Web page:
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Citroën UK Runs its Own Fleet on B30 Biodiesel Blend

B30 C4. Click to enlarge.

Citroën is now running its UK Head Office-based diesel cars and vans, including all those used by the media, on a 30% biodiesel blend. The B30 blend can be used in all current Citroën diesel vehicles without any modifications.

The promotion of a B30 blend comes at a time when the EU is pressing hard for increased production of plant-derived products. Brussels has tasked the motor and oil industries with collectively reducing CO2 emissions to 120g/km by 2012, compared to the current average of 160g/km. Meanwhile, the UK’s Renewable Transport Fuels Obligation is targeting sales of biofuels to account for 5% of all fuel by 2010—a twenty-fold increase over today’s sales.

Citroën is sourcing the 30% biodiesel from Total. Citroën estimates that the use of B30 will reduce net CO2 emissions by about 20%.

Citroën offers a full diesel range in the UK, with the 1.4 HDi Citroën C1 tying with the Toyota Aygo as the most fuel-efficient diesel offered in the UK, according to figures from the UK government, with combined fuel consumption of 4.1 liters/100km (57 mpg US) and CO2 emissions of 109 g/km.



Am I to understand that 109 g/km of CO2 is calculated based on the use of coventional petroleum diesel?


Am I to understand that 109 g/km of CO2 is calculated based on the use of coventional petroleum diesel?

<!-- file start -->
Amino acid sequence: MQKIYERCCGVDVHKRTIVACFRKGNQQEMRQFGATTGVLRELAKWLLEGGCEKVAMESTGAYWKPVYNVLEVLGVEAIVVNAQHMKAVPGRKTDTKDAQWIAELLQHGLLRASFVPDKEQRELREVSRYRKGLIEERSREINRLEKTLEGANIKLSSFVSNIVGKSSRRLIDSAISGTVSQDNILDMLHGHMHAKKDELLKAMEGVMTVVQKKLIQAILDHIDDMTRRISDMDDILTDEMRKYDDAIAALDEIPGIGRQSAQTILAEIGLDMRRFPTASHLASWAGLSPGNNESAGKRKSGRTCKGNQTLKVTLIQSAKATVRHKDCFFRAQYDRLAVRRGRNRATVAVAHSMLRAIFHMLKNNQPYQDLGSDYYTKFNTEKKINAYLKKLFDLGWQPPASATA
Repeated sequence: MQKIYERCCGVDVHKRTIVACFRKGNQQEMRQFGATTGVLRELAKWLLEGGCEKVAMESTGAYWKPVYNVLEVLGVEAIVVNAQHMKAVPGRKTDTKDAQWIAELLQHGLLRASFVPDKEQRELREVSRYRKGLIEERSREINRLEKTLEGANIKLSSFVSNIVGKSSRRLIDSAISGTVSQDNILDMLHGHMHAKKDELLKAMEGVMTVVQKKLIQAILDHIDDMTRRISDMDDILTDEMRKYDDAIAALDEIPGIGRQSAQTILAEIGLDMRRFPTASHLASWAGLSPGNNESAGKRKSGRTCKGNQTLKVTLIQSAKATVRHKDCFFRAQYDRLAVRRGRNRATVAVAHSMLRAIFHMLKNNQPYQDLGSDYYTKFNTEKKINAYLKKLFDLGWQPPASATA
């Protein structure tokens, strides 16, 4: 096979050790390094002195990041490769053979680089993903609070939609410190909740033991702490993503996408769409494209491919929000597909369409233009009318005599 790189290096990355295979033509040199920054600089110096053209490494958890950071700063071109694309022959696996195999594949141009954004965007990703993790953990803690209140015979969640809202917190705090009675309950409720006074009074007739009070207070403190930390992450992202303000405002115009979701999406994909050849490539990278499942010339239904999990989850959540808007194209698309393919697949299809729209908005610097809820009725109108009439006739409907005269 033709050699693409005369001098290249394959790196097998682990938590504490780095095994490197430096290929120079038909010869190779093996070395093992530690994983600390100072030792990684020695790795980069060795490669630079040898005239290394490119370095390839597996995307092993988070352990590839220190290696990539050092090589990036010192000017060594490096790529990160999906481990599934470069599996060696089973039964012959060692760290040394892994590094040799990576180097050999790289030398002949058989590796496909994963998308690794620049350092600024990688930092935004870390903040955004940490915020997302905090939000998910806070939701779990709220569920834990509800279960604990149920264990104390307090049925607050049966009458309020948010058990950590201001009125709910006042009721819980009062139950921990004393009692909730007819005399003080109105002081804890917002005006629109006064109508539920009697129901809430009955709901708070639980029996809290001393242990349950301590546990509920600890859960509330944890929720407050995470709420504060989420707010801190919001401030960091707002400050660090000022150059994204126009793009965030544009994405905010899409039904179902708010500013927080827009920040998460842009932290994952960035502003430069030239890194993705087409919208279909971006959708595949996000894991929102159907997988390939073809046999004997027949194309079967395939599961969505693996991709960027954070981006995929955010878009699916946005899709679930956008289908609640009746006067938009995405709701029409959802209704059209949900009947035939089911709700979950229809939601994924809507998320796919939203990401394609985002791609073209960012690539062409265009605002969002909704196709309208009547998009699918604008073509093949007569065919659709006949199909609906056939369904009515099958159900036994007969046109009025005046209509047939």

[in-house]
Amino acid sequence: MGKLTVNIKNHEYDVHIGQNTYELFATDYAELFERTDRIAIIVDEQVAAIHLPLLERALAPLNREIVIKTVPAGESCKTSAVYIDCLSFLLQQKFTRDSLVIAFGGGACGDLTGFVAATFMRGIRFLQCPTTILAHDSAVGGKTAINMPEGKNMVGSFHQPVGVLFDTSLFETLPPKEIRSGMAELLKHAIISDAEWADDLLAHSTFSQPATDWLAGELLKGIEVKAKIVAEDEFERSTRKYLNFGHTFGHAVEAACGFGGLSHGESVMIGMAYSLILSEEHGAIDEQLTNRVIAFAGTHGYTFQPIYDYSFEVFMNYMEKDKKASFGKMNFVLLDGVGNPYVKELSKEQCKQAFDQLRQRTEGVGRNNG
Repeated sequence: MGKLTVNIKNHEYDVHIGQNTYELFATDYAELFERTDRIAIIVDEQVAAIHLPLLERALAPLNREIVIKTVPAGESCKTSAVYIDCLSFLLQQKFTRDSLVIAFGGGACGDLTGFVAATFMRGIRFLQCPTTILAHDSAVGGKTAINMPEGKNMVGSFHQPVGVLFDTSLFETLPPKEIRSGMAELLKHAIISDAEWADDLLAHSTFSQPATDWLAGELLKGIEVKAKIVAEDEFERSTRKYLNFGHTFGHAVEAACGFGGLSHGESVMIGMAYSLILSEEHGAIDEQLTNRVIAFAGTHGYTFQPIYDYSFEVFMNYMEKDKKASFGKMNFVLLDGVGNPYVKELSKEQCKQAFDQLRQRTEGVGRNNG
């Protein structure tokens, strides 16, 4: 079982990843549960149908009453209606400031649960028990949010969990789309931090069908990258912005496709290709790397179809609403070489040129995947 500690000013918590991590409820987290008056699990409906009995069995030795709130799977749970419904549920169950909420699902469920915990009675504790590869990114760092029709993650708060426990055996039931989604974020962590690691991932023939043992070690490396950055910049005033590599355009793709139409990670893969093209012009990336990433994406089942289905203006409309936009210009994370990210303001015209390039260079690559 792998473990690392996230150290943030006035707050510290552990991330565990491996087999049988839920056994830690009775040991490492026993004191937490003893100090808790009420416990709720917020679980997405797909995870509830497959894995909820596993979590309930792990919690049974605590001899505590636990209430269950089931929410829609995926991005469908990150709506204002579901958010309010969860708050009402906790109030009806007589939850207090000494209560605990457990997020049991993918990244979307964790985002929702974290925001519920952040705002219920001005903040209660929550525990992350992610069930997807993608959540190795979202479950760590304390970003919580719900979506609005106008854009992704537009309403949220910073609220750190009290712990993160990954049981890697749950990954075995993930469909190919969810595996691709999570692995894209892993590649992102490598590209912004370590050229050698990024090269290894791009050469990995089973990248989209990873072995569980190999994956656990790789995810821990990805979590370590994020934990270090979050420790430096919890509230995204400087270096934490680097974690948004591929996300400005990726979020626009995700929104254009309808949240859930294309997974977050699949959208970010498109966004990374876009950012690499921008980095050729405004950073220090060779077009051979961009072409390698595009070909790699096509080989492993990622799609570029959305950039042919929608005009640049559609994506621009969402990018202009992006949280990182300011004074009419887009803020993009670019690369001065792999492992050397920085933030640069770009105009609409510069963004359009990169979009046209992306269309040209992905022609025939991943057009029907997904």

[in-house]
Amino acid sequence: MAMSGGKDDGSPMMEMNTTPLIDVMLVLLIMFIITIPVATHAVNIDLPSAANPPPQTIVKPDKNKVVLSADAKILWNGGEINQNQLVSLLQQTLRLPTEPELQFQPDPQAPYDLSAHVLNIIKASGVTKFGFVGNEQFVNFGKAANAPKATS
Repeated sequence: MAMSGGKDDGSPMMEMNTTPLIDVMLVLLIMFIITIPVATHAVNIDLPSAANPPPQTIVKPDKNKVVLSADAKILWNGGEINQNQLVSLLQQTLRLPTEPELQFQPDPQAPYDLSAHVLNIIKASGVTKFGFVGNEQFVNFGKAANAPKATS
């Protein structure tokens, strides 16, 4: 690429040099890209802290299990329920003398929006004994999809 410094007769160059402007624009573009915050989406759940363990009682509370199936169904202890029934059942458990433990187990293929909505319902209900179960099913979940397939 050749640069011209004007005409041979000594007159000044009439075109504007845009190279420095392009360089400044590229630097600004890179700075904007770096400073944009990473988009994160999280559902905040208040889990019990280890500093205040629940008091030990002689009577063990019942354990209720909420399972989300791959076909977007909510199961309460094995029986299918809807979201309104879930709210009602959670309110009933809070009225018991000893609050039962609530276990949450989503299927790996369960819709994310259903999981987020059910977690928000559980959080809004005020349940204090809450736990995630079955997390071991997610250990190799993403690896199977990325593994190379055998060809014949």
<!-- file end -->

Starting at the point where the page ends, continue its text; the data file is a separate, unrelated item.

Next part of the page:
Yes, you are correct. Presumably 20% lower on B30.


The Toyota/Citroen petrol engine in the C1 is far cleaner as the Diesel engine. The small 1.0l patrol engine is even more poverful than the Diesel. CO2 emissions are the same! So, were is the advantage of the Diesel in the C1? Use E85 and the result would even be more better for the patrol engine.


I think we need to discuss the Citroen C1 a bit. This car (and its sisters the Peugeot 107 and Toyota Aygo) use a different approach to high effeciency. They are very small, light and cheap. They are also modern and as safe as possible for a car of this size.
This is "small car" technology which can go alongside diesel and hybrid. As seen, it can go with diesel, but might get too expensive with hybrid. These cars get 61 mpg (imperial) in petrol mode (mixed cycle) and 69 mpg for the diesels. They would have been designed before the petrol price increases as city cars (not Town cars), and could presumably be optimised further.

"Small car" technology should not be overlooked !


The article reports on CO2, but avoids mention of PM (Particulate Matter) or NOx (Nitrous Oxides) emissions. Nor is there any mention of the after treament used.


JN1: I think its the 30% Biodiesel blend ratio that is a continuing breakthrough for the clean & degradable biodiesel. I also think biodiesel is able to be produced from more variety & quantity (e.g. palm oil) of feedstock than ethanol, thus maybe the combined atmosphere co2 absorbtion rate is higher, besides the food loss/subsitution effect of ethanol (e.g. corn) ?

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